Brazil government slams 'sensationalist' deforestation data

Brazil's Environment Minister Ricardo Salles (R), speaking next to Brazilian President Jair Bolsonaro in this photo provided by
Brazil's Environment Minister Ricardo Salles (R), speaking next to Brazilian President Jair Bolsonaro in this photo provided by the Brazilian Presidency, has doubted deforestation data

Brazil's environment minister said on Tuesday data showing surging deforestation in the Amazon was "sensationalist," as the government faces scrutiny over destruction of the rainforest seen as vital to combating climate change.

Around 2,254 square kilometers (870 square miles) of the Amazon were cleared in July, an increase of 278 percent from a year ago, according to the embattled National Institute for Space Research (INPE).

That follows a 90 percent increase in June compared to the year prior—figures far-right President Jair Bolsonaro has called "lies" and which prompted Friday's sacking of INPE chief Ricardo Galvao.

The rapid rise in deforestation has triggered a global outcry and threatens to create problems for the recent free trade agreement between the South American Mercosur trade bloc, which includes Brazil and the European Union.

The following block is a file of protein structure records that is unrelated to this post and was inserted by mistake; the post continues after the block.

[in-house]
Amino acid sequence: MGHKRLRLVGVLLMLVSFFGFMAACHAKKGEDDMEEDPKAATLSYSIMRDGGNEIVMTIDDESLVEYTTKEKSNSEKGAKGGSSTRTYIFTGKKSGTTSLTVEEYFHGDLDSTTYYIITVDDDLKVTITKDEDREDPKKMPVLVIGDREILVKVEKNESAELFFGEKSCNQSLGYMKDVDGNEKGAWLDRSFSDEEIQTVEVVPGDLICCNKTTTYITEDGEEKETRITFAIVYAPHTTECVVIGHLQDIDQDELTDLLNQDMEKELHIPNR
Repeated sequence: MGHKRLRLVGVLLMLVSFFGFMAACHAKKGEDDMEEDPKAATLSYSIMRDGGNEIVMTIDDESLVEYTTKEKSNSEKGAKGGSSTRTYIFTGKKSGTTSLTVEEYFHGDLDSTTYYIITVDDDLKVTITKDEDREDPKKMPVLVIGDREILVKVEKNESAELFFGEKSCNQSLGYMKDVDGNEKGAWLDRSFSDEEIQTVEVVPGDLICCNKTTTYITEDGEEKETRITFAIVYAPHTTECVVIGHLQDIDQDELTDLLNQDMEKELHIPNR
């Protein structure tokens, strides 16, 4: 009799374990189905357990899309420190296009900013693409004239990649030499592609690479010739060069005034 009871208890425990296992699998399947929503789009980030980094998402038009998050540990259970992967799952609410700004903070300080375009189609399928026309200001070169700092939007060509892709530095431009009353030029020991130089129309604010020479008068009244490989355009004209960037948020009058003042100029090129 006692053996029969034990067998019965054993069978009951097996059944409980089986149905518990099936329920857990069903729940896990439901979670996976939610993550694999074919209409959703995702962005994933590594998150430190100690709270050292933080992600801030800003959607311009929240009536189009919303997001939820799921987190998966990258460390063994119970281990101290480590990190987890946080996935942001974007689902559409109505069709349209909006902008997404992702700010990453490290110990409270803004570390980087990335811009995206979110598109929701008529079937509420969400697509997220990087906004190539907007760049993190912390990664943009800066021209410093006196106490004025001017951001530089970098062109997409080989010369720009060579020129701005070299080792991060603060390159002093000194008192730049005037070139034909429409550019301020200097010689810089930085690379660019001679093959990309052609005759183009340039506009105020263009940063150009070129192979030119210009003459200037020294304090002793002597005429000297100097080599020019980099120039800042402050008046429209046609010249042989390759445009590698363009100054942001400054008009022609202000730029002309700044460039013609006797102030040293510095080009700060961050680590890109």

The Amazon is vital to the exchange of oxygen for in the atmosphere—a check on .

But Environment Minister Ricardo Salles said Wednesday that the INPE data was published in a way that satisfied "sensationalist interpretations" and was aimed at getting "more donations from foreign NGOs".

While the government admits deforestation has increased, it insists it is not as great as indicated by INPE, an agency of international repute.

The government's rejection of the figures and sacking of Galvao, who has been replaced by a military official, has angered environmental groups.

"The government is fighting with the numbers, trying to change the reality of what is happening in the forest," said Carlos Rittl, director of the Brazilian Climate Observatory.

Since taking power in January, Bolsonaro has been accused of harming the Amazon and indigenous tribes in order to benefit his supporters in the logging, mining and farming industries.

The front cover of last week's Economist magazine declared "Deathwatch for the Amazon," warning the forest was "perilously close to a tipping point."

European leaders have been vocal in their criticism of the government's environmental policies.

But Salles said he would show "what Brazil really is" when he tours Europe in September. He said the government has a "feasible plan" to fight .

© 2019 AFP

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